The Communion of Saints (and sinners)

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I was surfing the web the other day and stumbled across two interesting articles. One was a short piece from Charles Peguy. Peguy was a French playwright and poet, who said that the two greatest influences on his life were Christianity and socialism. Perhaps only a Frenchman could combine those two ideas in one body, but that is the topic of another post.

Anyway, Peguy’s essay was titled Saints and Sinners. In it, he points out that Christianity is the religion of sinners just as much as of saints. We all are, in fact, sinners and this situation does not change once we accept the Christian faith. It’s true that some of us become more holy than others, yet we share a certain level of communion that makes each indispensable to the other.

“The sinner and the saint are, one can say, two portions equally integral, two equally integral parts of the Christian mechanism. One and the other, together, form two parts equally indispensable one to the other, two mutually complementary parts.”

As members of the Church, the Body of Christ, we somehow play a role in the salvation of the entire Body. Perhaps each of us also plays a role when any one member is lost.

All of the above is, or should be, obvious to any Catholic today. But, there is another aspect of communion that Peguy brings out that may not be so obvious.

“He who does not enter into the system, he who does not hold out a hand, he it is who is not a Christian. It is he who has no competence whatever in matters of Christianity. It is he who is a stranger. The sinner holds out a hand to the saint, gives a hand to the saint, since the saint gives a hand to the sinner. And all together, one by means of the other, one pulling up the other, they ascend to Jesus, they form a chain which ascends to Jesus, a chain of fingers which cannot be unlinked. He who is not a Christian is he who does not hold out a hand. It matters little what next he does with this hand. When a man can accomplish the loftiest action in the world without being steeped in grace, this man is a Stoic, he is not a Christian. When a man can commit the lowest action in the world precisely without committing a sin, this man is not a Christian. A Christian is not defined by a low water mark, but by communion. One is not a Christian because of standing at a certain moral, intellectual, even a spiritual level. One is a Christian because of belonging to a certain ascending race, a certain mystic race, a certain spiritual and carnal race, temporal and eternal, belonging to a certain kindred. This cardinal classification cannot be made horizontally, but vertically.”

The communion defines the Christian. Not only that, the one who, by choice, refuses to enter into communion, refuses to hold out his hand to play the role God intended him to play in the salvation of all. Not only does that person refuse to accept his own salvation, he hinders the rest of us, in some mysterious way, from achieving our own. He has refused to join himself in love to the whole of mankind, he is alienated, a stranger, both to God and man.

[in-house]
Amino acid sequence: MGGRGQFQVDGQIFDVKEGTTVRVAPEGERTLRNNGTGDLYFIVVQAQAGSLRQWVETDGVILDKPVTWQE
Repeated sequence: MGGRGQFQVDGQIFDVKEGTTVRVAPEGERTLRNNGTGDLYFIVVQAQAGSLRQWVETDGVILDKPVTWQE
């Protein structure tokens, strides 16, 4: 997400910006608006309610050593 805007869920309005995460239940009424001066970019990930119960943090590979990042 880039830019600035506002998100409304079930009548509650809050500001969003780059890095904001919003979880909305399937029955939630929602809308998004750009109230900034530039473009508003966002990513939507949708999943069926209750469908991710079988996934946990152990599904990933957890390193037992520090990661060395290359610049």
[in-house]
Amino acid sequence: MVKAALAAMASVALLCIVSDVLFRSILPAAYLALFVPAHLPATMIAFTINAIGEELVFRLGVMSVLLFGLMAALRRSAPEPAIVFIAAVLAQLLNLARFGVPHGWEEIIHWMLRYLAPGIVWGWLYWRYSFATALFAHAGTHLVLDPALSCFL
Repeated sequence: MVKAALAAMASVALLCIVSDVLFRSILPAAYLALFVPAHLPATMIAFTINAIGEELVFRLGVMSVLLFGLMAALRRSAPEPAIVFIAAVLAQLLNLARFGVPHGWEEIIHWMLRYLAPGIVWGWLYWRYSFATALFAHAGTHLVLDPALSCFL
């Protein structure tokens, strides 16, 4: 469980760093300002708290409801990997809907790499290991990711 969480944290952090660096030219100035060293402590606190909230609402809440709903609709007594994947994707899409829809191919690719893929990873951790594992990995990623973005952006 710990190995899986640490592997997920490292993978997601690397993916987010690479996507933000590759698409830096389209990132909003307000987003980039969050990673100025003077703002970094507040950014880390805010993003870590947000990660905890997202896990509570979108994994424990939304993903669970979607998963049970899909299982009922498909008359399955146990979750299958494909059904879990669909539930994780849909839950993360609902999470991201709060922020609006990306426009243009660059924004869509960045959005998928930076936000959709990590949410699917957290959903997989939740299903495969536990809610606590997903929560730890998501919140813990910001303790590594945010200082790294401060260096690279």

The second piece I found interesting may provide some evidence of the truth of what Peguy is saying. That piece was a stock analysis for Starbuck’s. Starbucks has proven to be extremely successful by convincing us to pay three dollars for a cup of coffee that we could make at home for less than one. What is it that prompts us to stop off every morning on the way to work to get our morning jolt of caffeine? I’ll let the stock analyst explain why he is a Starbuck’s regular:

“First, . . . because, like many others, I am a sucker for the ritualistic experience of what founder Howard Schultz has termed the "third place" of American life. It's a place without the stresses of the home or the office, a neutral ground where there are always "friends" behind the counter. In our largely impersonal, digital and ethereal world, returning to the homey confines of one's own Starbucks, staffed with people who care enough to remember something about us, provides a primal human connection.

If Starbucks were just selling water, or a blast of air, we would still want to start or take a break from our day there. It's the white-collar equivalent of the tavern next to the auto plant, where Frankie behind the counter hits us with a shot of Wild Turkey and a Bud draft on sight. A company that can create the illusion of compassion with high standards of hiring and staff training is starting off on the right foot at earning a high rate of return.”

Starbuck’s is selling relief from the alienation each one of us experiences as the culture we live in becomes increasingly secular, even anti-religious. So many people are becoming so estranged, not only from themselves but their families and friends that they are willing to spend four dollars for a cup of coffee in order to share an illusion for a half hour a day.

Perhaps all of us Catholics, members of a troubled, but eternal Church, should try a little harder to pierce the alienation of the guy standing next to us, waiting in line at Starbucks. Perhaps, we could share with him that real Communion is found, not in a cup of coffee sold for $4.00 a pop, but in the Cup of His Blood. Perhaps we can share that Communion is not found in a stale biscotti, but in Bread of the Finest Wheat. Perhaps, we can invite them to the table.

Who knows, our own salvation may depend upon it.

1 Comments

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This page contains a single entry by Ron Moffat published on February 19, 2005 7:19 AM.

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